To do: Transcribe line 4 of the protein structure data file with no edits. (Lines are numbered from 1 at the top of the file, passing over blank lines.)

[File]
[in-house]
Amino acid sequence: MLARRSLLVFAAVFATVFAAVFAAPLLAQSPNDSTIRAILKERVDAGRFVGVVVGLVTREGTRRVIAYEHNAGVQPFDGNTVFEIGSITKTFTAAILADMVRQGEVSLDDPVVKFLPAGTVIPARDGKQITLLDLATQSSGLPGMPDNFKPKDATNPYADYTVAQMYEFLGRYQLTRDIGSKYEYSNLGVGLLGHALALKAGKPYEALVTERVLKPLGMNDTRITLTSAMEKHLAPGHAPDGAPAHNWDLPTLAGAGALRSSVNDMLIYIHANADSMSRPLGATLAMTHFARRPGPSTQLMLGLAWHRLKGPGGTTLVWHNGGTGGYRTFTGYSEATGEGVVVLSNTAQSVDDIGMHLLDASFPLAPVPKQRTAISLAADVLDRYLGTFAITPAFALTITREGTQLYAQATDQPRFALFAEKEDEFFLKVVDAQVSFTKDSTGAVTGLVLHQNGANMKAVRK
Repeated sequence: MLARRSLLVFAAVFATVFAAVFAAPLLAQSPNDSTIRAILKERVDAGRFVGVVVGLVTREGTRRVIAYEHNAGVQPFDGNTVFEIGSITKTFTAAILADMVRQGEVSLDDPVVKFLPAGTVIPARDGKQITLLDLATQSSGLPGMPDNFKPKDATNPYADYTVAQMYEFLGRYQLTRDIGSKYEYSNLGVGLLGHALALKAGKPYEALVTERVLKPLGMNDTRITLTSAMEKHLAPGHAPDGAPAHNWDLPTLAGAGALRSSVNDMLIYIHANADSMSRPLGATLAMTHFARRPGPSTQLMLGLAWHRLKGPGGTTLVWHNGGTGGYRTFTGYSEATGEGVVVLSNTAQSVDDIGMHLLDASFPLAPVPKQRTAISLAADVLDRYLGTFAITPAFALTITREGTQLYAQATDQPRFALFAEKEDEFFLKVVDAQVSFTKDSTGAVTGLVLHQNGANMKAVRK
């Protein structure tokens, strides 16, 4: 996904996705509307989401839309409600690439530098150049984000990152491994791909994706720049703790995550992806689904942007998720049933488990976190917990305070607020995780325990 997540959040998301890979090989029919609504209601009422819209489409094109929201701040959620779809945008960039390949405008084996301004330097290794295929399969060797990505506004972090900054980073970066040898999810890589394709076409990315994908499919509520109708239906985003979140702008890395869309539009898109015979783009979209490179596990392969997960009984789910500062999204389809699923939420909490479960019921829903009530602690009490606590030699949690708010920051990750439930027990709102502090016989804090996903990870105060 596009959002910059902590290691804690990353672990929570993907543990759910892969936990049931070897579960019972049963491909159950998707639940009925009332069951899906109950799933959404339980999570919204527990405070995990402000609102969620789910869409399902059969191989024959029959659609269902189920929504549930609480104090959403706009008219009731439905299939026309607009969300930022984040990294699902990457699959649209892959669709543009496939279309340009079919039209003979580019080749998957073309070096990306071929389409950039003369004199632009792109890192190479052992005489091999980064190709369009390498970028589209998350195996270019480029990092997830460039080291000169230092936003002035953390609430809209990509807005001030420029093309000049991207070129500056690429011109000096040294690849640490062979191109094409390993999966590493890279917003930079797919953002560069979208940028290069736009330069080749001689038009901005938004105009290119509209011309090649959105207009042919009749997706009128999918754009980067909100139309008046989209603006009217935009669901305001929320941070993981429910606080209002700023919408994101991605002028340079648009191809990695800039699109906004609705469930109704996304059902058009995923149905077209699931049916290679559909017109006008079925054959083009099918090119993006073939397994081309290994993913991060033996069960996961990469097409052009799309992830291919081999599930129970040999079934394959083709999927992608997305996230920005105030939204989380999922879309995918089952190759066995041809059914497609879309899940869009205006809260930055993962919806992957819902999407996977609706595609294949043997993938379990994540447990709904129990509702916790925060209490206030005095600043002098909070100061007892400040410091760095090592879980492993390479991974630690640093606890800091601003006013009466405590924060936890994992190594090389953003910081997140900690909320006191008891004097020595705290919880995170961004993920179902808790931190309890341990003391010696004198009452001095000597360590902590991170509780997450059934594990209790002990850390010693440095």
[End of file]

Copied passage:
């Protein structure tokens, strides 16, 4: 996904996705509307989401839309409600690439530098150049984000990152491994791909994706720049703790995550992806689904942007998720049933488990976190917990305070607020995780325990 997540959040998301890979090989029919609504209601009422819209489409094109929201701040959620779809945008960039390949405008084996301004330097290794295929399969060797990505506004972090900054980073970066040898999810890589394709076409990315994908499919509520109708239906985003979140702008890395869309539009898109015979783009979209490179596990392969997960009984789910500062999204389809699923939420909490479960019921829903009530602690009490606590030699949690708010920051990750439930027990709102502090016989804090996903990870105060 596009959002910059902590290691804690990353672990929570993907543990759910892969936990049931070897579960019972049963491909159950998707639940009925009332069951899906109950799933959404339980999570919204527990405070995990402000609102969620789910869409399902059969191989024959029959659609269902189920929504549930609480104090959403706009008219009731439905299939026309607009969300930022984040990294699902990457699959649209892959669709543009496939279309340009079919039209003979580019080749998957073309070096990306071929389409950039003369004199632009792109890192190479052992005489091999980064190709369009390498970028589209998350195996270019480029990092997830460039080291000169230092936003002035953390609430809209990509807005001030420029093309000049991207070129500056690429011109000096040294690849640490062979191109094409390993999966590493890279917003930079797919953002560069979208940028290069736009330069080749001689038009901005938004105009290119509209011309090649959105207009042919009749997706009128999918754009980067909100139309008046989209603006009217935009669901305001929320941070993981429910606080209002700023919408994101991605002028340079648009191809990695800039699109906004609705469930109704996304059902058009995923149905077209699931049916290679559909017109006008079925054959083009099918090119993006073939397994081309290994993913991060033996069960996961990469097409052009799309992830291919081999599930129970040999079934394959083709999927992608997305996230920005105030939204989380999922879309995918089952190759066995041809059914497609879309899940869009205006809260930055993962919806992957819902999407996977609706595609294949043997993938379990994540447990709904129990509702916790925060209490206030005095600043002098909070100061007892400040410091760095090592879980492993390479991974630690640093606890800091601003006013009466405590924060936890994992190594090389953003910081997140900690909320006191008891004097020595705290919880995170961004993920179902808790931190309890341990003391010696004198009452001095000597360590902590991170509780997450059934594990209790002990850390010693440095």